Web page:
Monthly Archives: January 2012

Yesterday’s Heroes

May we never forget the legends that built the foundations for this world.

These men and women carried the torch, the burden, the world before us. As the cycle continues, and as generations ahead sail for the shores of the great unknown, the responsibility falls to the next series of generations to step forward and define their legacy. Yet, in the middle of this transition, may we never forget the songs sung by both the heroes and the faceless masses they represented.

Pandora Radio provided a reminder this past week of this very thought. In the midst of my music, most no older than the millennium, a song by Johnny Cash began to play. In full confession, I have never considered myself, nor, do I expect, I will ever consider myself, a true fan and devoted listener of Johnny Cash, but that does not diminish my respect for him as a musician, as a man, and as the symbol he represented to those of his time.

Just yesterday, the world lost another icon: Etta Jones. Again, I must confess I know nearly nothing about her as a person or her music, yet I still notice the impact she had on the world of her day, especially through her music. In my time, my generation will discover its own symbols and heroes–our own icons of music and culture, but may we never forget those who placed the foundations for them.

Here’s the song that inspired this post: “God’s Gunna Cut You Down” by Johnny Cash

New York Times article on Etta James:

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One in a Million

One in a million: my unofficial statistic for the probability of a freak accident in which my laptop’s AC adapter would slip, connect while I was attempting to plug it in, and thereby create a circuit within itself, leaving me with a fried, worthless power cord and a dormant laptop.

Welcome to my life. One in a million.

At least, that is how we often view ourselves, especially in the individualistic society which dominates America. However, we are not nearly as unique (please forgive me fellow grammar enthusiasts) as we often believe.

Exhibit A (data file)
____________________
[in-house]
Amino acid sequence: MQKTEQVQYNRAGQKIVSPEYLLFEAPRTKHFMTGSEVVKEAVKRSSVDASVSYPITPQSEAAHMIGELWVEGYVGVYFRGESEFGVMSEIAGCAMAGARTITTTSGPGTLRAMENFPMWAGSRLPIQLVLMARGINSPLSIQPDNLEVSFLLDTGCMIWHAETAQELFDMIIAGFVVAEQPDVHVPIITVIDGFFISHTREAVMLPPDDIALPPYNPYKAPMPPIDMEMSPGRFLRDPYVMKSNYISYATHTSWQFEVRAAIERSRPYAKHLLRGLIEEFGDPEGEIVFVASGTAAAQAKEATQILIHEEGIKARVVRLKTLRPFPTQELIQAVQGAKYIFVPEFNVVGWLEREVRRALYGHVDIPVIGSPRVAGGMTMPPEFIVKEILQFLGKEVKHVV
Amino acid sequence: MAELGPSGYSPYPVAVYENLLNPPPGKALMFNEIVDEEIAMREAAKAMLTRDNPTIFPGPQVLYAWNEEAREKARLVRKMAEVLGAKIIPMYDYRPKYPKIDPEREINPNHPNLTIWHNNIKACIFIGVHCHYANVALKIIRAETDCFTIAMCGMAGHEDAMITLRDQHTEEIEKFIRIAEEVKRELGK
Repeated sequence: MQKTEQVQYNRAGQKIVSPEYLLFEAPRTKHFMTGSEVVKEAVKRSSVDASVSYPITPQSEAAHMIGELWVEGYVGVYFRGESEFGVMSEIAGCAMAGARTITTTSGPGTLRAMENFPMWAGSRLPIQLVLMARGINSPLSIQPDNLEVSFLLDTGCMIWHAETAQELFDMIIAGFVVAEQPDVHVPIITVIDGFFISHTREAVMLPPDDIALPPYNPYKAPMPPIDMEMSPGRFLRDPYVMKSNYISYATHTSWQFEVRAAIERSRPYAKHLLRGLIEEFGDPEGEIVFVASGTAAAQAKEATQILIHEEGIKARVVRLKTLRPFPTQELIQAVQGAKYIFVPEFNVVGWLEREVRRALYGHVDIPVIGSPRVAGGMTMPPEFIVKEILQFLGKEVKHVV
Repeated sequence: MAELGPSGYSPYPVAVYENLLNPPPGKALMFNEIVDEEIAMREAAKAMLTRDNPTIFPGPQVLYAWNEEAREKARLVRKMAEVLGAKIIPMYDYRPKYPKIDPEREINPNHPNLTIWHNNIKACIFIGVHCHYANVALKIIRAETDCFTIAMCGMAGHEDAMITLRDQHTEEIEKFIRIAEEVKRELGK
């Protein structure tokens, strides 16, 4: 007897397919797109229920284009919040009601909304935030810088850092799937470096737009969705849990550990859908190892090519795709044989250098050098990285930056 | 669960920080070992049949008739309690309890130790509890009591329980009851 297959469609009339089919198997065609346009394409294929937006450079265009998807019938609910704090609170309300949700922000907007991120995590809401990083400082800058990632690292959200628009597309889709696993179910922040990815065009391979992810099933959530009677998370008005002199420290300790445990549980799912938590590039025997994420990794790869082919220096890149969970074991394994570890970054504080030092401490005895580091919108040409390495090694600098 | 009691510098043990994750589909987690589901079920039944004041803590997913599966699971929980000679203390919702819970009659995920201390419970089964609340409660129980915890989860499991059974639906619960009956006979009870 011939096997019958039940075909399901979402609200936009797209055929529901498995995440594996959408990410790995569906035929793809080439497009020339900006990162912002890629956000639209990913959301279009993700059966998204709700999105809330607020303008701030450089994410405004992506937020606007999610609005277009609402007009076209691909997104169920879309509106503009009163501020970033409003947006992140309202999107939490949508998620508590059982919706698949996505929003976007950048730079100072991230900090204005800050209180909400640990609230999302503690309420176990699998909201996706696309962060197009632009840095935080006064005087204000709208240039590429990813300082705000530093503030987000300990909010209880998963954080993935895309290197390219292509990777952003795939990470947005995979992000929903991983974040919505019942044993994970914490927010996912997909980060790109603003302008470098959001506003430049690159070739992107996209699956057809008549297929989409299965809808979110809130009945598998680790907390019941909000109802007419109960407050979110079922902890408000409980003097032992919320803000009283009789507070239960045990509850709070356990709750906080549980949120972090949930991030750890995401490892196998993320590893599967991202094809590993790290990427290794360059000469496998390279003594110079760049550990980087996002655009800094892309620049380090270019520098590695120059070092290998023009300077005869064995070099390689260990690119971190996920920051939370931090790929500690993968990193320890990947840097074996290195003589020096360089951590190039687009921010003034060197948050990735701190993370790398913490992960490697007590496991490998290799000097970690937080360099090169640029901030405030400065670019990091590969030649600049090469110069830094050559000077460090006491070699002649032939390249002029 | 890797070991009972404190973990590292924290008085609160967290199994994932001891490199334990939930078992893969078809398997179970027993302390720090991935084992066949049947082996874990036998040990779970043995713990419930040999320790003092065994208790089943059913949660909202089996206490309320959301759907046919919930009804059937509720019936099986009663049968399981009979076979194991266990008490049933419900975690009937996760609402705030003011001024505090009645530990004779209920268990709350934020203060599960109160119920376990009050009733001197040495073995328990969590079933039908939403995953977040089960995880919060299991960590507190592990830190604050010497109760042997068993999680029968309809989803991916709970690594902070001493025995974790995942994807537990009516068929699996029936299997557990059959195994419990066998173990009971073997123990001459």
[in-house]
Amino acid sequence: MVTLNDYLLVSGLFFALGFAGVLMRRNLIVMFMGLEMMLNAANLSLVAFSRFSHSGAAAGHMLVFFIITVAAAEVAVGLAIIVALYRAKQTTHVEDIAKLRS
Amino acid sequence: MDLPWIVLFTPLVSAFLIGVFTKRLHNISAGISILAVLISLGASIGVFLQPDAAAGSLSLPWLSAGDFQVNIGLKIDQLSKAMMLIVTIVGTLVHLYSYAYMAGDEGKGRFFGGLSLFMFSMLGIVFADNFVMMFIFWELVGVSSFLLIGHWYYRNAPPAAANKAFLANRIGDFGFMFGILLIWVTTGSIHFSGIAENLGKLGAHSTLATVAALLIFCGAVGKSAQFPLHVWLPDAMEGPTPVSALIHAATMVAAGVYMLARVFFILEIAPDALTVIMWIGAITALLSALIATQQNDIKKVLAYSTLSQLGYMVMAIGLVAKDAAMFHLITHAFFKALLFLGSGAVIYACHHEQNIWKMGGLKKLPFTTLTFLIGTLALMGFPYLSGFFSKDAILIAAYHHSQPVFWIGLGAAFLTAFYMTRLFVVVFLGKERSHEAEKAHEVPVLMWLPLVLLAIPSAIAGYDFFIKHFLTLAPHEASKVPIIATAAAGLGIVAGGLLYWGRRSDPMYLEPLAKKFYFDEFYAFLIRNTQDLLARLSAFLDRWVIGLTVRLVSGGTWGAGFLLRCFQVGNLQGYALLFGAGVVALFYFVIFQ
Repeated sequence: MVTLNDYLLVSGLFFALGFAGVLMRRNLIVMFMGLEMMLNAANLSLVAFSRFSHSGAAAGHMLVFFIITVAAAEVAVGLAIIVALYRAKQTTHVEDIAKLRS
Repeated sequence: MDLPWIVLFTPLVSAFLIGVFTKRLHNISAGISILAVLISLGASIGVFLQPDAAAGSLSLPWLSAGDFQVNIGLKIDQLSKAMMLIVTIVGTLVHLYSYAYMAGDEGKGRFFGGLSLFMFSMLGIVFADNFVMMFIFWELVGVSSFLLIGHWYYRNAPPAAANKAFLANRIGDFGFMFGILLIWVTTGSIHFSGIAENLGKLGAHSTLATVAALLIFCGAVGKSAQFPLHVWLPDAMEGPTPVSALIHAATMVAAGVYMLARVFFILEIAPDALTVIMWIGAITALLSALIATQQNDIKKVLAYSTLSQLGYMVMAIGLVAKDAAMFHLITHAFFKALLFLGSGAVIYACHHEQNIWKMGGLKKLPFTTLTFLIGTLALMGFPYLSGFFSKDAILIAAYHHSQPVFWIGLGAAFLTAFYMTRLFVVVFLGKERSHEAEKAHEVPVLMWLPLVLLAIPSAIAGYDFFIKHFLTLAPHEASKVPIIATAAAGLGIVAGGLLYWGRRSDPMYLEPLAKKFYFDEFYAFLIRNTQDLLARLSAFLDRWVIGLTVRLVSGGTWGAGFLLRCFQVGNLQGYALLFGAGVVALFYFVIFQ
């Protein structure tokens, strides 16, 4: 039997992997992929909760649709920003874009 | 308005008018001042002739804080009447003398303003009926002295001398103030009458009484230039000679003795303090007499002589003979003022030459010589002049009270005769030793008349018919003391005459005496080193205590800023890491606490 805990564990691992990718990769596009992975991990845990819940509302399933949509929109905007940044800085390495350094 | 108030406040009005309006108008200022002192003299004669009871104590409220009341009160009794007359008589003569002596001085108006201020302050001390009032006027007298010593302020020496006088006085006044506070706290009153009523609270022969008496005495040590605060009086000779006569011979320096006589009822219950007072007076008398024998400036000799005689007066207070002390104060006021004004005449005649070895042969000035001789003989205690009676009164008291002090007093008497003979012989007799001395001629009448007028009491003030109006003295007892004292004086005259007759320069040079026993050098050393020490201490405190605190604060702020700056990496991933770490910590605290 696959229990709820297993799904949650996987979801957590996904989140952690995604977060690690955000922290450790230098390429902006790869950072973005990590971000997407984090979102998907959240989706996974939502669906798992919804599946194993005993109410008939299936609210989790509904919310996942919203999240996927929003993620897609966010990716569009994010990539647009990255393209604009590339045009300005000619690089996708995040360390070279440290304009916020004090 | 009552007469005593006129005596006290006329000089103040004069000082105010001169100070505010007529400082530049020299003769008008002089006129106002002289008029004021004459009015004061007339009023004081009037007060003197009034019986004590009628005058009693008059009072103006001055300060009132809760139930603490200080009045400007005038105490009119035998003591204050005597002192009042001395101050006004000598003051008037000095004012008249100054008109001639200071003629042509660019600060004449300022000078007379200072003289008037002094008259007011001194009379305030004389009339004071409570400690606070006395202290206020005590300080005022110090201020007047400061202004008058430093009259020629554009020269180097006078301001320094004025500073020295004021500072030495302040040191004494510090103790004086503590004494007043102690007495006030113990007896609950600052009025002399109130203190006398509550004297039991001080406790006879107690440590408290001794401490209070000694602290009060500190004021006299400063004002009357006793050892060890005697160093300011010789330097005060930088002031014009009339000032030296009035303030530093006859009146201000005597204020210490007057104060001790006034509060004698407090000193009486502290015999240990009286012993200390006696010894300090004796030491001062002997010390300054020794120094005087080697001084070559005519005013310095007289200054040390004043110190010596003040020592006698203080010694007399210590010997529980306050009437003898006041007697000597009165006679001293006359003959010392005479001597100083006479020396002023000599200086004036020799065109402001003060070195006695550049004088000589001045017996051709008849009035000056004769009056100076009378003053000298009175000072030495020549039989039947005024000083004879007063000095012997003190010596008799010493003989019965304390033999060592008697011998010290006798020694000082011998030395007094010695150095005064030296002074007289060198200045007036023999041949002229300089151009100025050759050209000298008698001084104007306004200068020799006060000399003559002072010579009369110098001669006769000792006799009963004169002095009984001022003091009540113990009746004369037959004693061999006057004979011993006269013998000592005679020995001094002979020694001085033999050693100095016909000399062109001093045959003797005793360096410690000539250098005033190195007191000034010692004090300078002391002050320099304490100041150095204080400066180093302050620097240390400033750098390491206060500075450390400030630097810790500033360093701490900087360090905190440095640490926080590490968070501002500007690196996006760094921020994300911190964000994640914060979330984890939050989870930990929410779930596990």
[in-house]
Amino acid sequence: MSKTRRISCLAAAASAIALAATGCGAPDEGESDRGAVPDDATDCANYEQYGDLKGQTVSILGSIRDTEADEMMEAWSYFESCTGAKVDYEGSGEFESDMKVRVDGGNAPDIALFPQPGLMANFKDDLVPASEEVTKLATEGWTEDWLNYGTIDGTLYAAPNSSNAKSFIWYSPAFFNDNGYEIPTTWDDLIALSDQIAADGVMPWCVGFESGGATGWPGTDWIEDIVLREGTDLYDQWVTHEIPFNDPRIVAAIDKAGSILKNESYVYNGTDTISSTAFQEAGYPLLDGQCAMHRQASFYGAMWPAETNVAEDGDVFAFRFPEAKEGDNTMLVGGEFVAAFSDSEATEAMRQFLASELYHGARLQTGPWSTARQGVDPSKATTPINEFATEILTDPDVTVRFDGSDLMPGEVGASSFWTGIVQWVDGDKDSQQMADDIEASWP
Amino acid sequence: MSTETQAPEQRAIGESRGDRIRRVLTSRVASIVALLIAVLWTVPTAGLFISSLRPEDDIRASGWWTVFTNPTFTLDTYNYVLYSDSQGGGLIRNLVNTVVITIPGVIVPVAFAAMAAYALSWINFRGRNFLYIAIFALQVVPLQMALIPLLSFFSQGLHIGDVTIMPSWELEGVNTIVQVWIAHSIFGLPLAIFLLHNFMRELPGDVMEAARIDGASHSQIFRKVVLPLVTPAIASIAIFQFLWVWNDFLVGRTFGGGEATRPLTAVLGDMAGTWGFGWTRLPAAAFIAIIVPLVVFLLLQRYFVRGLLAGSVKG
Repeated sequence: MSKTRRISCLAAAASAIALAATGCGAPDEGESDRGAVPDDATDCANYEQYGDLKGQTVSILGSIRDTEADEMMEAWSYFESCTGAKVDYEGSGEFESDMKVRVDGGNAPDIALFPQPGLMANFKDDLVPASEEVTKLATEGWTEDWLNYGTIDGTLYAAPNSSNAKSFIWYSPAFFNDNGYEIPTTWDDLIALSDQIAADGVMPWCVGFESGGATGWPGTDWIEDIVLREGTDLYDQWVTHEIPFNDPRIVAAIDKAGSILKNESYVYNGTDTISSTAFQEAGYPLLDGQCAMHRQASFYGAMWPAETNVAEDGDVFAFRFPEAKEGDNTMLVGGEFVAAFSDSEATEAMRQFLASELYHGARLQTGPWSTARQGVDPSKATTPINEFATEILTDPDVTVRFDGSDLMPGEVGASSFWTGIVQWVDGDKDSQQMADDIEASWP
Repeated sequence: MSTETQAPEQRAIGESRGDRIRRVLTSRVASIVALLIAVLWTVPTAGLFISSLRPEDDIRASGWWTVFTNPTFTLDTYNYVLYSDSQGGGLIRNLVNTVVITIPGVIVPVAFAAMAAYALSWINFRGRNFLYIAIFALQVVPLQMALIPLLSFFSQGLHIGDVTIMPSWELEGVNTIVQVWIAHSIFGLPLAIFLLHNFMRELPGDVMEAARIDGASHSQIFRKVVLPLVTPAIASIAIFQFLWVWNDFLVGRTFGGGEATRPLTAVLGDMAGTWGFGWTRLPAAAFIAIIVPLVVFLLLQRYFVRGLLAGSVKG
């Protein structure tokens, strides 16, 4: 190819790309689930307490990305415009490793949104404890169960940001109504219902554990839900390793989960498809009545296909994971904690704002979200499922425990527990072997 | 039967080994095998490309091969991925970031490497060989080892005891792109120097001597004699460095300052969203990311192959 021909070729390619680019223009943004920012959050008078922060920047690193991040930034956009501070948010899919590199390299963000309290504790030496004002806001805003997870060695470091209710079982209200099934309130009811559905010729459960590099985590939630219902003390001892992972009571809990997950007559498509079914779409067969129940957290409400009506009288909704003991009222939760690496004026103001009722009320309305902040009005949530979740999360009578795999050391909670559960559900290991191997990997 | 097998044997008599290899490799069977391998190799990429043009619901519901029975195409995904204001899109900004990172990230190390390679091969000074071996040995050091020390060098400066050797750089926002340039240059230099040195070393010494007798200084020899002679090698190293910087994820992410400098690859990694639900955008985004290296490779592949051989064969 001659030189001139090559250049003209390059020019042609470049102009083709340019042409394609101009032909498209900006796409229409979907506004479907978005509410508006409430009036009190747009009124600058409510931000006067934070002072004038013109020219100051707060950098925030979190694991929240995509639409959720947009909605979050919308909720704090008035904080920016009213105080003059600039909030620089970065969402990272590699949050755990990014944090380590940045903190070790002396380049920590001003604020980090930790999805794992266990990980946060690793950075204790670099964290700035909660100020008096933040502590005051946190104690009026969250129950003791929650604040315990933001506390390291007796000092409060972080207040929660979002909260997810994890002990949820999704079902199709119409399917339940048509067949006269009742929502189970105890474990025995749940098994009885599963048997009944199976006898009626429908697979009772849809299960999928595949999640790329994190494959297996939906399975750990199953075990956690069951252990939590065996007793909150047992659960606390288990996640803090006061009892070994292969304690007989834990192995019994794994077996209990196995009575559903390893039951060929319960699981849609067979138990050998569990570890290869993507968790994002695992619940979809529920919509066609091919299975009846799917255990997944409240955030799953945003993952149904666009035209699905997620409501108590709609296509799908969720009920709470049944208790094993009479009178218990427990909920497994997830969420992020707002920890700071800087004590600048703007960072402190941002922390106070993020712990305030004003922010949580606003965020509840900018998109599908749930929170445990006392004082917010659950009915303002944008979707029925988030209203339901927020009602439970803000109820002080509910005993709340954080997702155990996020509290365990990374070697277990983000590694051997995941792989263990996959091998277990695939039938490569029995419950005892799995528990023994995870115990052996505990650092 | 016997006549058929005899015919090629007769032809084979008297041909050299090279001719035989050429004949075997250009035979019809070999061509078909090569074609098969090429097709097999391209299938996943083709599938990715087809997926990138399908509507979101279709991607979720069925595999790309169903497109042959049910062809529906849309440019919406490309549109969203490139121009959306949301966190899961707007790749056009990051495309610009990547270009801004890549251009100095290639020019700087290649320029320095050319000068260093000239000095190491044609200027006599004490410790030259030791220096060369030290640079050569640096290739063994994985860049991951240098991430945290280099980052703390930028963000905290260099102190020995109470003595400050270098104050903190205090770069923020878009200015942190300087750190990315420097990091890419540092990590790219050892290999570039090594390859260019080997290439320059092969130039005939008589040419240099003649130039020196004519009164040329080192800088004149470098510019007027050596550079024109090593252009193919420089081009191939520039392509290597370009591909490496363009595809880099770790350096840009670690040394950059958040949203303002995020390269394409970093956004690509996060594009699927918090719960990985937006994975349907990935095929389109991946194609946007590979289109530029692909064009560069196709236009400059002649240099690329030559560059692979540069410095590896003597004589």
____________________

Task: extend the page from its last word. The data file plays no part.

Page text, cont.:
I would imagine, that most people would be largely offended and, at least, slightly confused if I proceeded to accuse each of them of being anything less than unique. This reaction stems from a perspective built upon the individualistic nature of each person. No two people are the same. If you violate that basic premise, much of what some people believe in falls apart rather rapidly. Through my experiences, I have arrived at the conclusion that you, I, or that guy/girl down the hall is far from unique.

Definition of “unique” according to Merriam-Webster: 1. being the only one; 2. a. being without a like or equal, b. distinctively characteristic; 3.  unusual. (link)

I’ve struggled to accept this individualistic view of humanity. If I truly believed each person was radically different from another, this blog would cease to function as anything more than an internet diary of my life. The reason you can connect, understand, and empathize with another human being is rooted in the similarities you and that person share.

Think about those you share relationships with: friends, family, spouses, etc. What draws (or drew) you together? Shared similarities. What differentiates you from one person, is the very element you share in common with another.

The sum total of elements which comprise one person may form a unique individual, but to view life with this as a foundation completely neglects the truth of the human condition. Humanity was built for community. Life is measured through and by the relationships one forms and maintains. Individuality has its place, but that place resides within the larger picture of community.